I'm using a K64 with SDK 2.4.2 and FreeRTOS. I'd like to extend the example code to provide read and write functions that block with a timeout. For example:
count = virtual_com_read(buffer, 8, timeout);
Would return after either timeout milliseconds or 8 bytes was read from the bus. It would return the actual number of bytes read.
I have experience using the RTOS. My questions are more about interpreting the existing code. Here are my questions:
This routine looks promising:
extern usb_status_t USB_DeviceCdcAcmSend(class_handle_t handle, uint8_t ep, uint8_t *buffer, uint32_t length);
May I pass a buffer of any length? Will it block? Is there a way to specify a timeout?
Elsewhere in USB_DeviceCdcVcomCallback when kUSB_DeviceCdcEventSendResponse is handled there is the following (sorry the source code formatting is not working in Chrome ):
else if ((1 == _cdcvc.attach) && (1 == _cdcvc.startTransactions))
if ((epCbParam->buffer != NULL) ||
((epCbParam->buffer == NULL) && (epCbParam->length == 0)))
/* User: add your own code for send complete event */
/* Schedule buffer for next receive event */
error = USB_DeviceCdcAcmRecv(handle,
I can see how I might use this in combination with USB_DeviceCdcAcmSend to create my virtual_com_send routine by adding an RTOS primitive.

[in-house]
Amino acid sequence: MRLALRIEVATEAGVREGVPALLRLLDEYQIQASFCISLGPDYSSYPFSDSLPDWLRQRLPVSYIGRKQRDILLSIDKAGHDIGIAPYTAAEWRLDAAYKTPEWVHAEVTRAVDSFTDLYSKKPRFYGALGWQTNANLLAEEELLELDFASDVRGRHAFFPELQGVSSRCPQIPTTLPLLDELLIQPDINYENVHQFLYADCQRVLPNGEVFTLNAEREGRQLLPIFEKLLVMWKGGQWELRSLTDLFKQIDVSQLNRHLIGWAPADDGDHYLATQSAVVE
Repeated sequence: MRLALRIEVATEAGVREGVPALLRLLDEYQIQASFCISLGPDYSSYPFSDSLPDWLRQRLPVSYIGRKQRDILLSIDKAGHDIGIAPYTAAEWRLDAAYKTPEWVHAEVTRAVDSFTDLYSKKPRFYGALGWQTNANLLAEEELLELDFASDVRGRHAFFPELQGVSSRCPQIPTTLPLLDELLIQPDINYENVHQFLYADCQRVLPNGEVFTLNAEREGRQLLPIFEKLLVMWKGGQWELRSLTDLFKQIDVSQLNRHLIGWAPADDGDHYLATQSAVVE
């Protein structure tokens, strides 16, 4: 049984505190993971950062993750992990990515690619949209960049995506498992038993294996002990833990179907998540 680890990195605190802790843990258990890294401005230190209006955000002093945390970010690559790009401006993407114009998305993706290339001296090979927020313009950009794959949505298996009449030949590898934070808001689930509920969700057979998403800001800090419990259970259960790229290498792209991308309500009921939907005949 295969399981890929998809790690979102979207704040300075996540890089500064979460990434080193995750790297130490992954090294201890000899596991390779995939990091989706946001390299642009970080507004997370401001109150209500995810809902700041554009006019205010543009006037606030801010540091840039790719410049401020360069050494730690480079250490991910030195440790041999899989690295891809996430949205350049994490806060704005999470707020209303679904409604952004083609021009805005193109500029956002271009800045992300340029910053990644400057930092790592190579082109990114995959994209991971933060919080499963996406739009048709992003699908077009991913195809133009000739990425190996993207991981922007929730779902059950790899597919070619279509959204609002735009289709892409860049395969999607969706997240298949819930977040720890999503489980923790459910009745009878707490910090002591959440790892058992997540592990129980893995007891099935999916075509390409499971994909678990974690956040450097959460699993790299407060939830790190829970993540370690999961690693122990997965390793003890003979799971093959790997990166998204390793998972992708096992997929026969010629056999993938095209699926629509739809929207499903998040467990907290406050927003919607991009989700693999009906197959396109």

Why though is this code called when the callback buffer is not null? What is in this buffer?
If I were to add a timeout how may I return the number of bytes actually written to the host?
What are some suggestions for implementing my read function?
Finally, there is a macro USB_DEVICE_CONFIG_USE_TASK which ultimately allows a task to periodically call:
void USB_DeviceTaskFunction(void *deviceHandle)
usb_device_struct_t *handle = (usb_device_struct_t *)deviceHandle;
static usb_device_callback_message_struct_t message;
/* Get the message from the queue */
if (kStatus_USB_OSA_Success == USB_OsaMsgqRecv(handle->notificationQueue,
(uint32_t *)&message, 0U))
/* Handle the message */
This function is ultimately calling FreeRTOS's xQueueReceive with a timeout of zero. It would be nice to support a timeout as that task will return immediately whether or not a message is in the queue. So this task will starve other tasks at lower priority. I can sleep a bit in the calling task but that will always add that latency rather than only when a message is unavailable (if I understand this correctly).
Thanks for reading.